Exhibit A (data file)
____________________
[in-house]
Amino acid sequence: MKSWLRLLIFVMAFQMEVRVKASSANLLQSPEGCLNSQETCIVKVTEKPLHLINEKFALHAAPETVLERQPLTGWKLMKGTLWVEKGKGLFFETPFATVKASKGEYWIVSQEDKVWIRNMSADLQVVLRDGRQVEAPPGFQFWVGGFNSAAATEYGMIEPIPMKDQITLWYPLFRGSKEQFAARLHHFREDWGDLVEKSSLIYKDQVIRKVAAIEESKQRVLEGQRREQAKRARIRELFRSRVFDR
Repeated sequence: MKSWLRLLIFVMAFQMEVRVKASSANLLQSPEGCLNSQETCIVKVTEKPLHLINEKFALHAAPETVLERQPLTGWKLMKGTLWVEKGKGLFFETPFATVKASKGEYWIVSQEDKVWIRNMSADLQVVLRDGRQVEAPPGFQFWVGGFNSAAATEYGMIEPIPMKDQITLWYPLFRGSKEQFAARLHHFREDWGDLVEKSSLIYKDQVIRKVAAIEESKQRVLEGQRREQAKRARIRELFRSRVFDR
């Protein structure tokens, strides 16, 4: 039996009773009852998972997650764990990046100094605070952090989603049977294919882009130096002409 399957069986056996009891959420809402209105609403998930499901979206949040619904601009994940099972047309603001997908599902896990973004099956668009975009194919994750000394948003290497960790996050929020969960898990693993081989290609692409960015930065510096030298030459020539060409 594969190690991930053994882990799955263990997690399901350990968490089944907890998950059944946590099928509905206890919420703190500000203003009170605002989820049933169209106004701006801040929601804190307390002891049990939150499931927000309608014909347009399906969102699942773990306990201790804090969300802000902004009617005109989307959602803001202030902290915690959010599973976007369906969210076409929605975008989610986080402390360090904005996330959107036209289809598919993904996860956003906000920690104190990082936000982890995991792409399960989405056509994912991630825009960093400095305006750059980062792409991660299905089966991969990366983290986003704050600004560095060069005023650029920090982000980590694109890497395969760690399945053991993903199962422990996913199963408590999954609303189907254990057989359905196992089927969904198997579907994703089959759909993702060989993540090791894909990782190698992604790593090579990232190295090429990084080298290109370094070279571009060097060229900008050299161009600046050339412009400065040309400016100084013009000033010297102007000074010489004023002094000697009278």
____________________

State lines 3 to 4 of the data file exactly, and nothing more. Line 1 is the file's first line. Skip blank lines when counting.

Repeated sequence: MKSWLRLLIFVMAFQMEVRVKASSANLLQSPEGCLNSQETCIVKVTEKPLHLINEKFALHAAPETVLERQPLTGWKLMKGTLWVEKGKGLFFETPFATVKASKGEYWIVSQEDKVWIRNMSADLQVVLRDGRQVEAPPGFQFWVGGFNSAAATEYGMIEPIPMKDQITLWYPLFRGSKEQFAARLHHFREDWGDLVEKSSLIYKDQVIRKVAAIEESKQRVLEGQRREQAKRARIRELFRSRVFDR
């Protein structure tokens, strides 16, 4: 039996009773009852998972997650764990990046100094605070952090989603049977294919882009130096002409 399957069986056996009891959420809402209105609403998930499901979206949040619904601009994940099972047309603001997908599902896990973004099956668009975009194919994750000394948003290497960790996050929020969960898990693993081989290609692409960015930065510096030298030459020539060409 594969190690991930053994882990799955263990997690399901350990968490089944907890998950059944946590099928509905206890919420703190500000203003009170605002989820049933169209106004701006801040929601804190307390002891049990939150499931927000309608014909347009399906969102699942773990306990201790804090969300802000902004009617005109989307959602803001202030902290915690959010599973976007369906969210076409929605975008989610986080402390360090904005996330959107036209289809598919993904996860956003906000920690104190990082936000982890995991792409399960989405056509994912991630825009960093400095305006750059980062792409991660299905089966991969990366983290986003704050600004560095060069005023650029920090982000980590694109890497395969760690399945053991993903199962422990996913199963408590999954609303189907254990057989359905196992089927969904198997579907994703089959759909993702060989993540090791894909990782190698992604790593090579990232190295090429990084080298290109370094070279571009060097060229900008050299161009600046050339412009400065040309400016100084013009000033010297102007000074010489004023002094000697009278």